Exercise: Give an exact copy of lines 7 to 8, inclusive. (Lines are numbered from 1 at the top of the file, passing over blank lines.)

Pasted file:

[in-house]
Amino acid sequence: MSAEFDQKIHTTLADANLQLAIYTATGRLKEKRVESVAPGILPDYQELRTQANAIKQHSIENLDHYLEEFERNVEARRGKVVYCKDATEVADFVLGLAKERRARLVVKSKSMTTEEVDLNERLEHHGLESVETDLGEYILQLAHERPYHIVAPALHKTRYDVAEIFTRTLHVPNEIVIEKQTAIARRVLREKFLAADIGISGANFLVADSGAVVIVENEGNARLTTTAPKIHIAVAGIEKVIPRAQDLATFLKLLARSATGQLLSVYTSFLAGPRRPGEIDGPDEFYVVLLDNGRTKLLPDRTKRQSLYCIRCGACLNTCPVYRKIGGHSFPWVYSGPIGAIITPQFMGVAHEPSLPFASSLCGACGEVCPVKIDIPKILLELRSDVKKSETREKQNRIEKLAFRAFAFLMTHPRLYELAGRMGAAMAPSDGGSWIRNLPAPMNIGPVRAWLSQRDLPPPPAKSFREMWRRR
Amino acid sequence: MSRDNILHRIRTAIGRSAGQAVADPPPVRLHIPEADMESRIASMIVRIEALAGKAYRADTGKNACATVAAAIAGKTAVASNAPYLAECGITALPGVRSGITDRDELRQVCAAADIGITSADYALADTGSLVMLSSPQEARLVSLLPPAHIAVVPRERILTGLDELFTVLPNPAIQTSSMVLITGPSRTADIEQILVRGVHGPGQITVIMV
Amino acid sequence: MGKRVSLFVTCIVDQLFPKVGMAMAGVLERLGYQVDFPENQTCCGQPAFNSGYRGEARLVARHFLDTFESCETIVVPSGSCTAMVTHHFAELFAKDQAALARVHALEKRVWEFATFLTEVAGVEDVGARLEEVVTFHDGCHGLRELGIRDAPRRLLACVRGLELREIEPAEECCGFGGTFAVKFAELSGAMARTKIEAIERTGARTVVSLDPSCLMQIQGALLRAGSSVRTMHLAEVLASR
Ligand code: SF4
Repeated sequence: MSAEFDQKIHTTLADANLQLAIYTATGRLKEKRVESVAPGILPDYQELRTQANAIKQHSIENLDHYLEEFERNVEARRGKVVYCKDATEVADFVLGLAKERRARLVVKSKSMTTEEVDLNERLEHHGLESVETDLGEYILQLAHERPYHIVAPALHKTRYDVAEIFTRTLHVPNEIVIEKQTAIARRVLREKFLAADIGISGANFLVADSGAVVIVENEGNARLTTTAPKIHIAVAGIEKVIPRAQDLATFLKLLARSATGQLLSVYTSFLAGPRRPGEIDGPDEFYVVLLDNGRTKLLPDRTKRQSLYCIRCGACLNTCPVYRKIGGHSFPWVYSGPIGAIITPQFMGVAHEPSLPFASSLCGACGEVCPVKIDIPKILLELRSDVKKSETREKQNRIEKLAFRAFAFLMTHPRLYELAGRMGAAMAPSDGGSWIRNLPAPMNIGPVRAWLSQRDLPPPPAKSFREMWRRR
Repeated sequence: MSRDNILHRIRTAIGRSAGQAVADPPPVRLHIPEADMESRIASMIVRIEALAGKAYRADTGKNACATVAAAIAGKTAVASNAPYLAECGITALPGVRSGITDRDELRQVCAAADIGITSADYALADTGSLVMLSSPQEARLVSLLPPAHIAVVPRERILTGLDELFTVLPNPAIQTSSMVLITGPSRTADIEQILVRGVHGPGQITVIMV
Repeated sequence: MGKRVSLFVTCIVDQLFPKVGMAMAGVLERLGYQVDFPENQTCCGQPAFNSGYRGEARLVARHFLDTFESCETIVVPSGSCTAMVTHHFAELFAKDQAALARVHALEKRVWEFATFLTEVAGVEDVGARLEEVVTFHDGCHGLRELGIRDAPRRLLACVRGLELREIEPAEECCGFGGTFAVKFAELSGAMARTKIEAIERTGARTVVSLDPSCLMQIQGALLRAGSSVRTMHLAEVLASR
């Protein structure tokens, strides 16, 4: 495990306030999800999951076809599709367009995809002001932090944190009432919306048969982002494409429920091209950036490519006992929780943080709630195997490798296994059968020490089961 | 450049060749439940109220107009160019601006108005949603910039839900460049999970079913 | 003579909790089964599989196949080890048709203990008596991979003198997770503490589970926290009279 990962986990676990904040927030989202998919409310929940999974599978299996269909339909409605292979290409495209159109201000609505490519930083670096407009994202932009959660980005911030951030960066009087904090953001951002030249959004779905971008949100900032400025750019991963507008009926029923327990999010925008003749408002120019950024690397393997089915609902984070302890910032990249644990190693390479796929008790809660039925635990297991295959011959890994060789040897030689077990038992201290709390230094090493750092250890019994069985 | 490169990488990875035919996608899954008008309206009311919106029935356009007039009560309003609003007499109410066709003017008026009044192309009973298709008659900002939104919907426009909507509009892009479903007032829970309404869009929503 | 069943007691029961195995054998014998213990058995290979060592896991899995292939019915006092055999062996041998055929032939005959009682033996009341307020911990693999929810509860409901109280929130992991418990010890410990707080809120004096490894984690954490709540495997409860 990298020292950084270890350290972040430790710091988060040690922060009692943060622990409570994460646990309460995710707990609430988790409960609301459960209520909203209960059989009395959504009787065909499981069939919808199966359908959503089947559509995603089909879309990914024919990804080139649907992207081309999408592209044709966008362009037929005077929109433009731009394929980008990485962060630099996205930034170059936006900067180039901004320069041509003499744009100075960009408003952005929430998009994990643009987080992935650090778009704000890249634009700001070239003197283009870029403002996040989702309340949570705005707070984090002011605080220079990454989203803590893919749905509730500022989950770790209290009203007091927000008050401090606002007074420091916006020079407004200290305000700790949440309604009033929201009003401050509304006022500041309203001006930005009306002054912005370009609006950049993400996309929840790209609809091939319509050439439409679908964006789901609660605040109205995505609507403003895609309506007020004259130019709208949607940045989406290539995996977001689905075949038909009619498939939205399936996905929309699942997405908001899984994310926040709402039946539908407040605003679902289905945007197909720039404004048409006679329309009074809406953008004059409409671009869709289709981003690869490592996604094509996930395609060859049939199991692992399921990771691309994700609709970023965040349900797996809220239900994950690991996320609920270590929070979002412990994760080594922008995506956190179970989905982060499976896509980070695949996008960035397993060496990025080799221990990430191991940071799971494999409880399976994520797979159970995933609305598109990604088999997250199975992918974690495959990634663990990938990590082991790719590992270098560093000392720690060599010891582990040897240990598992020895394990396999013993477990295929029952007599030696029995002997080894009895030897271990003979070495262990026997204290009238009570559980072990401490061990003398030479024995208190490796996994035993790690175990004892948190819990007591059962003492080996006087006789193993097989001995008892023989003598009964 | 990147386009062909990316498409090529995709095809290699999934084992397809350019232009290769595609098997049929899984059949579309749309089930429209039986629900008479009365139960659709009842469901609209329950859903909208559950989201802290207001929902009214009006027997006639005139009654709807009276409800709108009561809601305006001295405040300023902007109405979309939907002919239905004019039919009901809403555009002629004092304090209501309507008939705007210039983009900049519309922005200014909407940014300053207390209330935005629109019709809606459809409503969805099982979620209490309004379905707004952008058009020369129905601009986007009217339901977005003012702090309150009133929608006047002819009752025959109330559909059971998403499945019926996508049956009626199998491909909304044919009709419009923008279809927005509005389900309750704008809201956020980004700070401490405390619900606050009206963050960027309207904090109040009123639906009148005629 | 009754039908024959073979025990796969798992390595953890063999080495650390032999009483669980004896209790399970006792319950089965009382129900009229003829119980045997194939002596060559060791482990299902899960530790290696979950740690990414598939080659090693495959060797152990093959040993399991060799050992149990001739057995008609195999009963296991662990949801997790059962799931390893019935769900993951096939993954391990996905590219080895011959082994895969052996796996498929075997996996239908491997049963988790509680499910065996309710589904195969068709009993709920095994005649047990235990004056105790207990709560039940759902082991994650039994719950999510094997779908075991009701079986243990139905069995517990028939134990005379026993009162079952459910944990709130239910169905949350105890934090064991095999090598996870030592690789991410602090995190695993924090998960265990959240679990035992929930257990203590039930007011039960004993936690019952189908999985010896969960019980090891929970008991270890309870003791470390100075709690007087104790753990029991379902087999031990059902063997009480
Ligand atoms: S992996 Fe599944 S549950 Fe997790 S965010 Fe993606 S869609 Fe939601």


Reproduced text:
Repeated sequence: MSRDNILHRIRTAIGRSAGQAVADPPPVRLHIPEADMESRIASMIVRIEALAGKAYRADTGKNACATVAAAIAGKTAVASNAPYLAECGITALPGVRSGITDRDELRQVCAAADIGITSADYALADTGSLVMLSSPQEARLVSLLPPAHIAVVPRERILTGLDELFTVLPNPAIQTSSMVLITGPSRTADIEQILVRGVHGPGQITVIMV
Repeated sequence: MGKRVSLFVTCIVDQLFPKVGMAMAGVLERLGYQVDFPENQTCCGQPAFNSGYRGEARLVARHFLDTFESCETIVVPSGSCTAMVTHHFAELFAKDQAALARVHALEKRVWEFATFLTEVAGVEDVGARLEEVVTFHDGCHGLRELGIRDAPRRLLACVRGLELREIEPAEECCGFGGTFAVKFAELSGAMARTKIEAIERTGARTVVSLDPSCLMQIQGALLRAGSSVRTMHLAEVLASR